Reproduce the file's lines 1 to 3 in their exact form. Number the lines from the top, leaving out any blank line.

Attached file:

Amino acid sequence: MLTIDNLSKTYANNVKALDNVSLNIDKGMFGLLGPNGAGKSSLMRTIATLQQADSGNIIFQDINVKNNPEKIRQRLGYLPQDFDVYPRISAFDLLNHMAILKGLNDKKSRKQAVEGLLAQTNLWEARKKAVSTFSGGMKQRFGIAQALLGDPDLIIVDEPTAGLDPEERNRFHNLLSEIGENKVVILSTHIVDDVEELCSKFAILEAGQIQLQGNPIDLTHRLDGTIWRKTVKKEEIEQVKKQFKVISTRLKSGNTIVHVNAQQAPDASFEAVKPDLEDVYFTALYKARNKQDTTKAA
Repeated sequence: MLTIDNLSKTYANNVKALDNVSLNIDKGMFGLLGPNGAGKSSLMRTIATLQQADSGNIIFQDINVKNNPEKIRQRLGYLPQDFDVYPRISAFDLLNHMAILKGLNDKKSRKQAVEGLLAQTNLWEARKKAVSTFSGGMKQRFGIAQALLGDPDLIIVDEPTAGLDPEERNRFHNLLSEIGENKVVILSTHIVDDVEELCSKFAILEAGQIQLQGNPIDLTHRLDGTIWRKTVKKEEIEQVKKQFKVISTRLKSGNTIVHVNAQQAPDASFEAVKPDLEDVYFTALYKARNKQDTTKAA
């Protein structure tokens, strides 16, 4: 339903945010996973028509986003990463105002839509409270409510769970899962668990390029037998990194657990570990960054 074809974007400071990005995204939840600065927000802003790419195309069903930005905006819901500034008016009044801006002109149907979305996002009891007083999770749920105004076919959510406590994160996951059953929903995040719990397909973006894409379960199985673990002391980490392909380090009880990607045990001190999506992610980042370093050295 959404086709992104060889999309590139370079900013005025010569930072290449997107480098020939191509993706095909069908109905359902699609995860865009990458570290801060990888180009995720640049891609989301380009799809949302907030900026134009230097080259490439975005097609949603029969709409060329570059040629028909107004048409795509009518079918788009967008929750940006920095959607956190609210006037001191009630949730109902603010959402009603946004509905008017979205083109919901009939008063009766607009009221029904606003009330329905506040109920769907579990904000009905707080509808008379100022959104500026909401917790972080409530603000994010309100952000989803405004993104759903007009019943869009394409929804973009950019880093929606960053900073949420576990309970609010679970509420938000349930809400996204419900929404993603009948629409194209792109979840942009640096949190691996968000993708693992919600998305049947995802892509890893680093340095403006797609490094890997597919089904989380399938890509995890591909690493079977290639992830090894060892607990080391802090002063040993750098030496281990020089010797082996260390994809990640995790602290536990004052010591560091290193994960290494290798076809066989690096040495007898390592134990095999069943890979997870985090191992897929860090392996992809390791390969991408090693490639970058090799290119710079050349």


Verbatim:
Amino acid sequence: MLTIDNLSKTYANNVKALDNVSLNIDKGMFGLLGPNGAGKSSLMRTIATLQQADSGNIIFQDINVKNNPEKIRQRLGYLPQDFDVYPRISAFDLLNHMAILKGLNDKKSRKQAVEGLLAQTNLWEARKKAVSTFSGGMKQRFGIAQALLGDPDLIIVDEPTAGLDPEERNRFHNLLSEIGENKVVILSTHIVDDVEELCSKFAILEAGQIQLQGNPIDLTHRLDGTIWRKTVKKEEIEQVKKQFKVISTRLKSGNTIVHVNAQQAPDASFEAVKPDLEDVYFTALYKARNKQDTTKAA
Repeated sequence: MLTIDNLSKTYANNVKALDNVSLNIDKGMFGLLGPNGAGKSSLMRTIATLQQADSGNIIFQDINVKNNPEKIRQRLGYLPQDFDVYPRISAFDLLNHMAILKGLNDKKSRKQAVEGLLAQTNLWEARKKAVSTFSGGMKQRFGIAQALLGDPDLIIVDEPTAGLDPEERNRFHNLLSEIGENKVVILSTHIVDDVEELCSKFAILEAGQIQLQGNPIDLTHRLDGTIWRKTVKKEEIEQVKKQFKVISTRLKSGNTIVHVNAQQAPDASFEAVKPDLEDVYFTALYKARNKQDTTKAA
């Protein structure tokens, strides 16, 4: 339903945010996973028509986003990463105002839509409270409510769970899962668990390029037998990194657990570990960054 074809974007400071990005995204939840600065927000802003790419195309069903930005905006819901500034008016009044801006002109149907979305996002009891007083999770749920105004076919959510406590994160996951059953929903995040719990397909973006894409379960199985673990002391980490392909380090009880990607045990001190999506992610980042370093050295 959404086709992104060889999309590139370079900013005025010569930072290449997107480098020939191509993706095909069908109905359902699609995860865009990458570290801060990888180009995720640049891609989301380009799809949302907030900026134009230097080259490439975005097609949603029969709409060329570059040629028909107004048409795509009518079918788009967008929750940006920095959607956190609210006037001191009630949730109902603010959402009603946004509905008017979205083109919901009939008063009766607009009221029904606003009330329905506040109920769907579990904000009905707080509808008379100022959104500026909401917790972080409530603000994010309100952000989803405004993104759903007009019943869009394409929804973009950019880093929606960053900073949420576990309970609010679970509420938000349930809400996204419900929404993603009948629409194209792109979840942009640096949190691996968000993708693992919600998305049947995802892509890893680093340095403006797609490094890997597919089904989380399938890509995890591909690493079977290639992830090894060892607990080391802090002063040993750098030496281990020089010797082996260390994809990640995790602290536990004052010591560091290193994960290494290798076809066989690096040495007898390592134990095999069943890979997870985090191992897929860090392996992809390791390969991408090693490639970058090799290119710079050349």